When Premier John Brumby travelled deep into the suburbs on Tuesday to relax Melbourne's water restrictions, the surprise was not in the announcement but in the bold statement that followed. ''There are no circumstances in which we would ever, ever have to go back to stage 3a or stage 4,'' he said, as children kicked footballs behind him.
Vowing to return Victoria to its ''garden state'' glory, Brumby promised that Melbourne's parks and gardens would never again suffer the thirst and neglect they have endured over the past three years.
The shift from stage 3a to stage 3 is the first step in a gradual retreat from water restrictions, and there is a strong chance more relief will come before November's state election. In addition, desalination and other controversial government water projects such as the north-south pipeline – built to boost the city's dwindling supplies by importing water from the depleted Goulburn River – will soon allow Melbourne to live in defiance of its drying climate.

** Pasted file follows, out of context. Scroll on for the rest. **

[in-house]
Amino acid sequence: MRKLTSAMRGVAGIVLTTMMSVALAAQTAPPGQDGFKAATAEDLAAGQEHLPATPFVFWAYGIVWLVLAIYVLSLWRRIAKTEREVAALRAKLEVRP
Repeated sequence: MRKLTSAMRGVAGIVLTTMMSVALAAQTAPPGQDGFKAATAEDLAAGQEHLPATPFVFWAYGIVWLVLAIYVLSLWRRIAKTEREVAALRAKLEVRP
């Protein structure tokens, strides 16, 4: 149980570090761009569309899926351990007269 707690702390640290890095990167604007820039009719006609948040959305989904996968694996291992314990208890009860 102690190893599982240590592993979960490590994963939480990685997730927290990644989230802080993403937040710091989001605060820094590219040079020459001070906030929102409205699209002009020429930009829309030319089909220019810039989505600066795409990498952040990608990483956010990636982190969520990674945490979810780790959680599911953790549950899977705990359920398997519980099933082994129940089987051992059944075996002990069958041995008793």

But as the city starts to recapture its traditional green hue, some observers are concerned that the sight of happy lawns and healthy trees might make it easier for residents to turn their attention away from the bigger environmental issues still facing not just city dwellers but the state's dry inland. The reality is that it wasn't until the backyard turned brown that many Australians started taking notice of climate change.
Ross Young from the Australian Water Services Association believes that by ruining sports grounds, parching suburbs and forcing people to live under the harshest water restrictions they had ever experienced, water scarcity has given Australians an unusually intimate perspective on climate change.
''I genuinely believe that climate change has had a higher profile in Australian society because people were genuinely scared that we were going to run out of water,'' he told The Age this week.